Last Updated: Friday - 09/24/2010
Week of December 20, 1999
Students rally to help the poor
Liturgy, service united in high-energy Santas anonymous project
By CHARLES WECKEND
Special to the WCR
Like strands of barbed wire,we wrap cutting words around our youth: "lost, lazy, spoiled, broken, selfish, materialistic and disrespectful." With such words we effectively block access to their mystery.
However, in the days before Christmas, you can touch that mystery at Father Mercredi High School. There you will find the students wrapped up in their Santas Anonymous campaign.
This is especially true on pack and delivery day, the last day before Christmas break.
Entering the school that day is like entering a force field. The hallways ring with friendly greetings, laughter and purposeful movement. Students, staff and helpers gather in the gym for the morning prayer.
The atmosphere is electric. Laid out through the gym is the fruit of six months of work. There, in impeccably organized rows, are line upon line of presents to be wrapped, boxed and addressed.
Off at the side entrance, delivery vehicles driven by volunteers are on standby. Beside them is a truck full of frozen turkeys for the 600 food hampers. There is a powerful sense of God and service during the liturgy.
Then to the music of a school rock band and Christmas songs, a small army of students, staff and helpers moves into action. Throughout the day, the packing and delivery continue.
The kitchen crew keeps the teams nourished as they spell each other off. For awhile, time is somehow suspended as the everyday world makes way for the real world of which Jesus spoke.
These Father Mercredi youth are remarkable in at least five ways. First, for their sense of care for the larger Fort McMurray community. It began in 1985 when the students responded to an invitation from the Kinettes to help with Santas Anonymous.
Since then, the campaign has become a rallying point for the community, with Father Mercredi taking a lead role. Oil sands workers, local media, businesses, service clubs, churches, schools and parents participate. The project even reaches outlying communities such as Chipewyan Lakes by air and Fort Chip by winter road.
Daniel Espejo, a student leader, put it this way: "We recognize that it is important that we are part of a community and that we have to help other people in the community."
Remarkable too is that the students have made the project thoroughly their own. The students collaborate with the Kinsmen and are assisted by the school staff. But they plan, organize and carry out the campaign with an efficiency that would make any corporate manager take notice.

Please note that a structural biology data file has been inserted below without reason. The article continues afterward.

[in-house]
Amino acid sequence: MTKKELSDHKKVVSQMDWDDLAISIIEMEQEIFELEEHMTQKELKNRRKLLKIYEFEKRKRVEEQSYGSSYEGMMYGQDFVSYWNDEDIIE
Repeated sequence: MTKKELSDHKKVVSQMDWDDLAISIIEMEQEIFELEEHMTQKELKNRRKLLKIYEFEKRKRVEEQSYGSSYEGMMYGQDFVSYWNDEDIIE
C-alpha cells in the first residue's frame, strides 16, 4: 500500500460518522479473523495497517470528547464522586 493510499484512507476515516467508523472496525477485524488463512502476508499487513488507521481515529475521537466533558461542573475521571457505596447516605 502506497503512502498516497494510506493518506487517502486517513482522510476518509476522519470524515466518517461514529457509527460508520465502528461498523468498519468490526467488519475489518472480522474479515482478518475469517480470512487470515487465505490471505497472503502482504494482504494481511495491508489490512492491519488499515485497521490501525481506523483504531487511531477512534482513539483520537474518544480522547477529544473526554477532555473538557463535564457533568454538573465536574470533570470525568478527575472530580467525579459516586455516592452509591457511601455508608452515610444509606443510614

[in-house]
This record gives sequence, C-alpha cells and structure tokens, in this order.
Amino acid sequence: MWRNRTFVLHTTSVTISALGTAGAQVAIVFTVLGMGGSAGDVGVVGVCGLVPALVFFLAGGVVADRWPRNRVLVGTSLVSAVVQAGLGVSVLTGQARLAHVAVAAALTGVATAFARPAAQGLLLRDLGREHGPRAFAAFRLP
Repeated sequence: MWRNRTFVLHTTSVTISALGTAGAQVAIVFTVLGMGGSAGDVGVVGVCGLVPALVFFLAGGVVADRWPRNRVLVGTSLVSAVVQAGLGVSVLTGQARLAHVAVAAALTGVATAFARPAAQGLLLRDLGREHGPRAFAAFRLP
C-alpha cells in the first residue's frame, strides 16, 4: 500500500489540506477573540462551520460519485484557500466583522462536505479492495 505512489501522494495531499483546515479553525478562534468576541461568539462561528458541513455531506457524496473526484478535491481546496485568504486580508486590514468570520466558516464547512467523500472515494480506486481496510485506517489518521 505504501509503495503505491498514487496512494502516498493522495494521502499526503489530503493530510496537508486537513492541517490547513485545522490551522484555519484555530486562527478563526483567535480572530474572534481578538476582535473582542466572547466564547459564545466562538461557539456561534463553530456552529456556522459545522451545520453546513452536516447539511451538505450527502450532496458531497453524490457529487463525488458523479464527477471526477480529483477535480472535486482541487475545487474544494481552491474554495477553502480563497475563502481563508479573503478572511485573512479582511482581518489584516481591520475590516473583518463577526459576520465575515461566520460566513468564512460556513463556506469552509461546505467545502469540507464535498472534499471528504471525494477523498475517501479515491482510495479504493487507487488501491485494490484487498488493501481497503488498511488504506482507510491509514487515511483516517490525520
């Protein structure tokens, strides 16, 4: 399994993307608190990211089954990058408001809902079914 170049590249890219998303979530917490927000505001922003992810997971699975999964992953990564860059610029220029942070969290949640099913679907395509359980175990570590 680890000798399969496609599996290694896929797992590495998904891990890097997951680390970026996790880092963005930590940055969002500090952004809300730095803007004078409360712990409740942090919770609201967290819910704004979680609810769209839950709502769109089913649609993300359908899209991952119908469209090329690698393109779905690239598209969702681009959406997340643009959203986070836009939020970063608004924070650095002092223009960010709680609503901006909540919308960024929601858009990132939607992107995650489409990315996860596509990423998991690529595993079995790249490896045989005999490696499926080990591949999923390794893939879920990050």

It begins in May and June when the students interview and select the leaders of the coming campaign and lay its foundations. Then, from September to December, with increasing time commitment and energy, the work intensifies. It includes fundraising drives and events which raise some $20,000. The 600 food hampers are accompanied by presents appropriate to each recipient household.
These students are also remarkable for their sense of responsibility to those in need. The hours of spare time spent, the sacrifices made, most often without notice or fanfare, can't be numbered.
The Santas Anonymous campaign flows directly out of the religion curriculum, putting its theology into practice. It also expresses the core of education's purpose in forming citizens who contribute to the common good. Even the interpersonal, organizational and managerial skills learned by the students will benefit the whole community.
Carla Sherman, another student leader, says: "I believe that as a Christian and just as a human being, it is our responsibility to care for and love everyone."
Also remarkable is how, through the campaign, students form into a community a school of almost 1,200. The campaign, like an engine, essentially defines the life and spirit of Father Mercredi High School. It involves virtually everyone in the school.
Former students and their families come back to be part of it - many say the campaign is in their blood. Against the overwhelming individualism of their culture, these students express the Catholic belief in communion and community.
Finally, the students are remarkable because they are not remarkable. They are the standard edition young person created by a loving God, each in God's image, merely living out their potential.
Coady MacEachern, a student leader, puts it well: "Every teenager and adult has a good spirit inside them. People you would never expect to help out - your sterotypical delinquent youth with their purple spiked hair - turn out to be the most generous."
Some see youth as a problem to be solved. Others see it as a mystery to be lived. Jesus was in this latter camp. He said God's kingdom belonged to children, the young and those like them.